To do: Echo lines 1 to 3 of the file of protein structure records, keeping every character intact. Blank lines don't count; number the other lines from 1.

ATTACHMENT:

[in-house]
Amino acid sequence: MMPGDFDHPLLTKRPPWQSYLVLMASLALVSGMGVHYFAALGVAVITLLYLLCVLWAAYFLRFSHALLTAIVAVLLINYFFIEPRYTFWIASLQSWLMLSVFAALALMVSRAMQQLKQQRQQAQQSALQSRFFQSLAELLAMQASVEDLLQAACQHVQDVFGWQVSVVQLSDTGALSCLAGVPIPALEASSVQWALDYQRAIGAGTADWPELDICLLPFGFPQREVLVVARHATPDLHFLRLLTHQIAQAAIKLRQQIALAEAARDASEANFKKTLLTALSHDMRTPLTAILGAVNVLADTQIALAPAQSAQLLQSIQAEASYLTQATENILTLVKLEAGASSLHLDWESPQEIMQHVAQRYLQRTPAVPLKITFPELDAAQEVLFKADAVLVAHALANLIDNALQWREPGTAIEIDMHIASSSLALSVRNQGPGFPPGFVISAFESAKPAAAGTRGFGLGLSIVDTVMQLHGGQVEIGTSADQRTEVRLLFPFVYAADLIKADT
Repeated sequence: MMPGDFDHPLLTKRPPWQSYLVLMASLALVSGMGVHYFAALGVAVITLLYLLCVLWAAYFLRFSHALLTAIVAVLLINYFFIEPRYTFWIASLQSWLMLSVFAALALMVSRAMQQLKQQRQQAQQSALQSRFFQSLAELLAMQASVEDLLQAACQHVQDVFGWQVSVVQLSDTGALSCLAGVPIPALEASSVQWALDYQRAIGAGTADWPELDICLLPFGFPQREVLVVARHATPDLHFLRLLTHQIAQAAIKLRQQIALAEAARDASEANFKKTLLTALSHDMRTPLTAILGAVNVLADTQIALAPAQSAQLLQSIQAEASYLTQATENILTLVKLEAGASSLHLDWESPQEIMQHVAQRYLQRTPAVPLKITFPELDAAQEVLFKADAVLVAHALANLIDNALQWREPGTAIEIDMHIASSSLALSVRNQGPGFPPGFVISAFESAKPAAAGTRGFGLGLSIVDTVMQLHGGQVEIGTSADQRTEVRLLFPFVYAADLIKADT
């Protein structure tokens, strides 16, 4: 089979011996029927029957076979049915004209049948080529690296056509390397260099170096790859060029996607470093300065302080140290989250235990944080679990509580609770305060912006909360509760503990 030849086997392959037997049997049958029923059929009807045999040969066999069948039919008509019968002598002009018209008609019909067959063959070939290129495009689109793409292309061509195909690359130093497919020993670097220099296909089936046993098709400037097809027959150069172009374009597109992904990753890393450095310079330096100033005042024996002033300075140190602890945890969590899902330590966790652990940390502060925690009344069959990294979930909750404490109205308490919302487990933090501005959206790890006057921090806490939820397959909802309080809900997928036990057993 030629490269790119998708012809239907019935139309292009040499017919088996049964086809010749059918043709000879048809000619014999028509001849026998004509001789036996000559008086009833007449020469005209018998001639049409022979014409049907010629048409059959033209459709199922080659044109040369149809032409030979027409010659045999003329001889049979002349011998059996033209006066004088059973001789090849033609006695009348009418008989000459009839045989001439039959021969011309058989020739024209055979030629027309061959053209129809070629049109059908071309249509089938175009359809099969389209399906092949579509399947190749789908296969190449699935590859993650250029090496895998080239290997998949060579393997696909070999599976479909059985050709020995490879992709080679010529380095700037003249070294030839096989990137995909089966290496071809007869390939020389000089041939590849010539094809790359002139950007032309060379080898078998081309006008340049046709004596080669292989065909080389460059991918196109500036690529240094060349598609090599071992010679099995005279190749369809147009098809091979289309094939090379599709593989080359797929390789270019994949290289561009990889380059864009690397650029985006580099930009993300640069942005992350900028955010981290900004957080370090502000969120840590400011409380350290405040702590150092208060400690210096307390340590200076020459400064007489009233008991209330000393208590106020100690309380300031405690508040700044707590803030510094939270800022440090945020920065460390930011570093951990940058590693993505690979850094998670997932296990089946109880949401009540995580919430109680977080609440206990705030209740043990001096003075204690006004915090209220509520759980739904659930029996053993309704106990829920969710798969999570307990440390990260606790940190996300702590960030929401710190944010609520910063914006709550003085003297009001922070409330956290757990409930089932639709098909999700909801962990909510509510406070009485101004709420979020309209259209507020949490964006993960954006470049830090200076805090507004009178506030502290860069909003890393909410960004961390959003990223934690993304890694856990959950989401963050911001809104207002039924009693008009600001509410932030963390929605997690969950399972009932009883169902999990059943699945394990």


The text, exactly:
[in-house]
Amino acid sequence: MMPGDFDHPLLTKRPPWQSYLVLMASLALVSGMGVHYFAALGVAVITLLYLLCVLWAAYFLRFSHALLTAIVAVLLINYFFIEPRYTFWIASLQSWLMLSVFAALALMVSRAMQQLKQQRQQAQQSALQSRFFQSLAELLAMQASVEDLLQAACQHVQDVFGWQVSVVQLSDTGALSCLAGVPIPALEASSVQWALDYQRAIGAGTADWPELDICLLPFGFPQREVLVVARHATPDLHFLRLLTHQIAQAAIKLRQQIALAEAARDASEANFKKTLLTALSHDMRTPLTAILGAVNVLADTQIALAPAQSAQLLQSIQAEASYLTQATENILTLVKLEAGASSLHLDWESPQEIMQHVAQRYLQRTPAVPLKITFPELDAAQEVLFKADAVLVAHALANLIDNALQWREPGTAIEIDMHIASSSLALSVRNQGPGFPPGFVISAFESAKPAAAGTRGFGLGLSIVDTVMQLHGGQVEIGTSADQRTEVRLLFPFVYAADLIKADT
Repeated sequence: MMPGDFDHPLLTKRPPWQSYLVLMASLALVSGMGVHYFAALGVAVITLLYLLCVLWAAYFLRFSHALLTAIVAVLLINYFFIEPRYTFWIASLQSWLMLSVFAALALMVSRAMQQLKQQRQQAQQSALQSRFFQSLAELLAMQASVEDLLQAACQHVQDVFGWQVSVVQLSDTGALSCLAGVPIPALEASSVQWALDYQRAIGAGTADWPELDICLLPFGFPQREVLVVARHATPDLHFLRLLTHQIAQAAIKLRQQIALAEAARDASEANFKKTLLTALSHDMRTPLTAILGAVNVLADTQIALAPAQSAQLLQSIQAEASYLTQATENILTLVKLEAGASSLHLDWESPQEIMQHVAQRYLQRTPAVPLKITFPELDAAQEVLFKADAVLVAHALANLIDNALQWREPGTAIEIDMHIASSSLALSVRNQGPGFPPGFVISAFESAKPAAAGTRGFGLGLSIVDTVMQLHGGQVEIGTSADQRTEVRLLFPFVYAADLIKADT